New Delhi: The Cardiological Society of India, the largest and longest-running organisation in the country with more than 5000 registered cardiologists, has partnered with SATS, a critical care society recognised by the American Heart Association, to introduce a ground-breaking campaign on World Heart Day 2022 i.e September 29.
The campaign will focus to raise public awareness of Sudden Cardiac Death (SCD) brought on by heart attacks and the potential life-saving effects of cardio-pulmonary resuscitation (CPR).341983":0,"335559739":160,"335559740":259}">
What Is Sudden Cardiac Death?
Sudden Cardiac Death is caused by cardiovascular disease and usually occurs within an hour of the beginning of symptoms. The heart stops or does not beat fast enough to sustain perfusion and survival.
Causes Behind Sudden Cardiac Death:
Roughly half of all Sudden Cardiac Deaths are caused by undiagnosed coronary artery disease (CAD), according to researchers. As far as India is concerned, undiagnosed ischemic heart disease is one of the leading causes of SCD.
Undiagnosed coronary artery blockages, hypertrophic and dilated cardiomyopathy, ventricular arrhythmias, and baseline electrical abnormalities all contribute to SCD, particularly in underdeveloped countries. Simple investigative tests, such as an ECG, can nevertheless detect the hazards connected with these diseases.
Understanding the scenario and symptoms, as well as doing CPR, might save thousands of lives each year. The experts at CSI think that raising awareness about SCD and CPR is critical to help the people of the country live healthier lives
Dr Debabrata Roy, who is an Honorary General Secretary CSI and a Senior Consulting Interventional Cardiologist, said the growing incidence of clinical and subclinical CAD patients in India implies the “development of a huge population with susceptibility to SCD”.
“Without precautions, an increase in SCD numbers is simply a matter of time,” Dr Roy said.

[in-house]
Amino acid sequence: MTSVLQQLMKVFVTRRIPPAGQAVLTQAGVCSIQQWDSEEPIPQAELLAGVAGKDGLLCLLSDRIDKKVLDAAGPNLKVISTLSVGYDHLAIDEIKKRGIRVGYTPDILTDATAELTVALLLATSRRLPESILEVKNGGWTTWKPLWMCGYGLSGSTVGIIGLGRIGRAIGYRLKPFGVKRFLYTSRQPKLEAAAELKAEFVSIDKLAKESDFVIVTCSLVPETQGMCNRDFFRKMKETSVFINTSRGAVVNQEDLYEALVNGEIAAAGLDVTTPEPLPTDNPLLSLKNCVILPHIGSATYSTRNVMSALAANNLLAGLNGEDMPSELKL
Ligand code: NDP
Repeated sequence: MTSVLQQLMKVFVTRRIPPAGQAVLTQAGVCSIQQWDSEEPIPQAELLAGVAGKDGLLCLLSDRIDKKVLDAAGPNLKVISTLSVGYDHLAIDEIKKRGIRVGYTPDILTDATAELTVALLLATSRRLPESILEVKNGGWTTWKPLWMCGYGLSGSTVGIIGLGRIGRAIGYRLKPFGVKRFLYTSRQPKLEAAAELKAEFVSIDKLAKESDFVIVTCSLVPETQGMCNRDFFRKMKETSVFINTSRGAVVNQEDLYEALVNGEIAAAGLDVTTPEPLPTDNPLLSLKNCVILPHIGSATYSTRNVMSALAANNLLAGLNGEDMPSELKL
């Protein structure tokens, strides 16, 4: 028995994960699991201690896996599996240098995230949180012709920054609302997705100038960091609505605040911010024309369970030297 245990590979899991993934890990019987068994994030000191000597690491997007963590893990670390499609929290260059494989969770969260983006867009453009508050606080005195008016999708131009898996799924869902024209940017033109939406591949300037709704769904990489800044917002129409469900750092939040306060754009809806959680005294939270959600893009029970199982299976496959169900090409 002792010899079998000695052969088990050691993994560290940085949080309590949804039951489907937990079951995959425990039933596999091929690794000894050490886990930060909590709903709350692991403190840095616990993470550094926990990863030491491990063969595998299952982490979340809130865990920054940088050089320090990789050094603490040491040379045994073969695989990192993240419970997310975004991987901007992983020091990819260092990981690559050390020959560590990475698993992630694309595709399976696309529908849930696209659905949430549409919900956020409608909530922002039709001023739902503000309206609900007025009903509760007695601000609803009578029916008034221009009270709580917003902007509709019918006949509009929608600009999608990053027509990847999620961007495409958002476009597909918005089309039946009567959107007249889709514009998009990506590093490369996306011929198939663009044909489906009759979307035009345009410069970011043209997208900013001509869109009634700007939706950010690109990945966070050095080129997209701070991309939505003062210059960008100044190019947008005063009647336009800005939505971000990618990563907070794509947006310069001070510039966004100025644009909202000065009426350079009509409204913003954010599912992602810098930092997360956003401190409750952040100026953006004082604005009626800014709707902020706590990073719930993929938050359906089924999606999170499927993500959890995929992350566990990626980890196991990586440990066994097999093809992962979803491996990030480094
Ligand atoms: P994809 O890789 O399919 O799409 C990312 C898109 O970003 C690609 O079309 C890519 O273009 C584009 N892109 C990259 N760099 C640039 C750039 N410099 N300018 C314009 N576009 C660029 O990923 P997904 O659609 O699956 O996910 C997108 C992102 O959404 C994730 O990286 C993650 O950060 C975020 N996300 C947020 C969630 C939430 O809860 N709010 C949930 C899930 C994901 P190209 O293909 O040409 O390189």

He also said that our country’s immediate priority should be on primary and secondary prevention initiatives, expanding the reach of first responders, prompt care of ACS patients, and adherence to evidence-based drugs.
“The drop in post-MI mortality and SCD seen in industrialised nations can be ascribed primarily to the use of these therapies,” he said
Dr P S Banerjee, President of CSI and a senior cardiologist, said that SCD has a yearly incidence of 53 per 1 lakh Indians, accounting for 5.6% of overall mortality.
“The main concern is that economically productive younger people are disproportionately affected,” Dr P S Banerjee said.
Doctors’ 3-Point Campaign Plan
1. Goal of one million: Starting September 29, 2022, on World Heart Day, the Cardiological Society of India will reach out to 10 lakh people across India to raise awareness of sudden cardiac mortality. Physical kiosks will be placed at educational institutions, retail malls, housing societies, police stations, and post offices as part of the program. A virtual learning platform has also been established to raise awareness through internet channels.
2. Hands-on CPR training: Over the next three months, the CSI will provide hands-on CPR training to more than 10,000 individuals across Delhi, Mumbai, Kolkata, and Chennai. This will entail going to public areas, mainly educational establishments in cities, and holding CPR instruction camps.
3. CPR as a life skill: Patients suffering from SCD have two and a half minutes to be revived. If we come across someone collapsing and know the fundamental signs, we must do CPR right away rather than surrounding the area and try to wake up with a spray of water. The major goal of this training is to make individuals aware of SCD symptoms and capable of performing CPR instantly.
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